The New York Times’s Virginia Heffernan thinks that web video series today are lacking.

She starts by citing the four webisodes produced by John Edwards’s mistress (that’s the first web series that popped into your head too, right?), then lumps it in with Satacracy 88 and Cataclysmo as the “slow, conservative, overpriced cousins to the wildly Web-friendly ‘viral videos.’”

So much is wrong with this statement, and I don’t just mean the annoying capitalization of “web.” Heffernan passes judgment on entire swaths of online video based on just a few examples, and her classification system is misguided at best.

She bafflingly limits “web serials” to those with brand names and established producers. Citing the Battlestar Galactica and The Office webisodes along with her above examples, she claims that only completist fans enjoy series, which “smack of planning and budgets and all that vestigal Hollywood stuff.” She also criticizes the lonelygirl15, quarterlife, and Afterworld “name-brand ones” for measuring their worth by the “flimsy” unit of views, wondering, “Are there really any hit Web serials?”

Heffernan contrasts these shows with her beloved one-off viral videos. “Top virals — ‘I Got a Crush . . . on Obama,’ ‘Don’t Tase Me, Bro!,’ ‘Chocolate Rain‘ — never plod. They come off like brush fires, outbursts, accidents, flashes of sudden unmistakable truth.”

Of course they do – these are the top viral videos, the ones with the most views! The view-based meritocracy for viral videos works pretty well. Not always, but most of the time.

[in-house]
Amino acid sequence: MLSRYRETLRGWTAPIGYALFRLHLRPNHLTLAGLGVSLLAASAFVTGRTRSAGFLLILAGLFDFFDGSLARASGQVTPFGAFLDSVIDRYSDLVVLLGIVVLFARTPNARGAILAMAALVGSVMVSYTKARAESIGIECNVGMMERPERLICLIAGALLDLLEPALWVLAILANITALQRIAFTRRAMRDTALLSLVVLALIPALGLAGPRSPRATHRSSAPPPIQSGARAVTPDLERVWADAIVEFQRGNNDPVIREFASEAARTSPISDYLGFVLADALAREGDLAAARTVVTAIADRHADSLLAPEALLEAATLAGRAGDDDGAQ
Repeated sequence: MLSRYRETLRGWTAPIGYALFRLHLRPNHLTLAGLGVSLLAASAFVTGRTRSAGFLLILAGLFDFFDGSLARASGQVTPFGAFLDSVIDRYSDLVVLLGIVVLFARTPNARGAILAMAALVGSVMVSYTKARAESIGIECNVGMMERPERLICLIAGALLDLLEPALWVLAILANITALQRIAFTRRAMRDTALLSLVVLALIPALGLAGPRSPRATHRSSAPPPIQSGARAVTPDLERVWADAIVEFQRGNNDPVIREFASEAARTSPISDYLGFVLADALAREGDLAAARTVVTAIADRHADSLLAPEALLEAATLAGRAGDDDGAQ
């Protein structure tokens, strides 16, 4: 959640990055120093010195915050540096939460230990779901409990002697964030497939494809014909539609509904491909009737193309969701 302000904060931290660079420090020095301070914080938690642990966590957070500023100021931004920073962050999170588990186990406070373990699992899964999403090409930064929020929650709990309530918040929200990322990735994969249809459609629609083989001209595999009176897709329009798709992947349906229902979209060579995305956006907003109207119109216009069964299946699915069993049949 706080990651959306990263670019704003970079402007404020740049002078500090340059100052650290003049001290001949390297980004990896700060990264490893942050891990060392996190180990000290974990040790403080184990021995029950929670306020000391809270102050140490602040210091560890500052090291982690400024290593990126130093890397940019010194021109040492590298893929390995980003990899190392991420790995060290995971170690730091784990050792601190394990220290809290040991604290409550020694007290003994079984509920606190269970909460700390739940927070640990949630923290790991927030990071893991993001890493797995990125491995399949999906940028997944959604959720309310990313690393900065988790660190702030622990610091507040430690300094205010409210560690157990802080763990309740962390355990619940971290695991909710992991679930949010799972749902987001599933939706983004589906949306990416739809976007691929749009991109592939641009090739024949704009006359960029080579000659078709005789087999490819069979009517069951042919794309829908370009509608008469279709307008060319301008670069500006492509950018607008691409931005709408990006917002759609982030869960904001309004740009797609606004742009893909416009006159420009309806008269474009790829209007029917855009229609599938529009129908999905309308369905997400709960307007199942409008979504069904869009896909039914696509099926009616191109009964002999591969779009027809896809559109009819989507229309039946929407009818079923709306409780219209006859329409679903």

Heffernan likely found her ‘top virals’ via a viewbased filter (or a blog that follows them). How can she then chastise the same method when discussing series? Without aggregating eyeballs to sift the gems from the hours and hours of terrible footage, some of it just as well-backed and “Hollywood” as any series, I bet she’d be much less enraptured with the “crazy junk” on YouTube.

Web video is far from a viral vs. series binary having to do with brands and budgets.

Where would we classify The Onion News Network or CollegeHumor’s Hardly Working, unified concepts with high production values that are undeniably popular (not to mention well-sponsored)? They’re series, right? Additionally, You Suck at Photoshop, Jake and Amir, Ask a Ninja, God Inc., We Need Girlfriends, The Professor Brothers, and many others have all become successful series by turning viral success into regular audiences.

And what about the fact that “I Got a Crush … on Obama” was essentially the first in a recurring Obama Girl series, or that “Don’t Tase Me, Bro” and “Chocolate Rain” enjoyed continued popularity due to a series of tributes, remixes, and further iterations ?

Sweeping generalizations just don’t work here…there’s a lot more nuance and potential in web series than Heffernan suggests.

Even stranger, she circles back around to cite Dr. Horrible as “a lush, sound-mixed studio series on par with anything on the networks.” She notes that it is “only” on iTunes, removed from view statistics though it is atop download charts. It received a ton of buzz with Hulu traffic first, of course – are paid downloads and sponsored streams that different here? She also suggests that it’s so good, so well-backed and star-studded, that it might as well be on TV. Because, you know, “planning and budgets and all that vestigal Hollywood stuff” are the ultimate for a web video series.

Heffernan does end her piece on a hopeful note, expressing confidence that a new series will come along, “exploit the eccentricity of virals,” and breathe new life into the “thrill of filmed ‘reality’” like lonelygirl15. Those series are already here, from the examples mentioned above to ones being launched and reworked every day in the way that only the internet allows.

But we can’t keep looking for another lonelygirl15. Pushing the boundaries of video storytelling requires viewers to evolve as well.

Facebook Comments

Don't miss out on the next big story.

Get Tubefilter's Top Stories, Breaking News, and Event updates delivered straight to your inbox.

This information will never be shared with a third party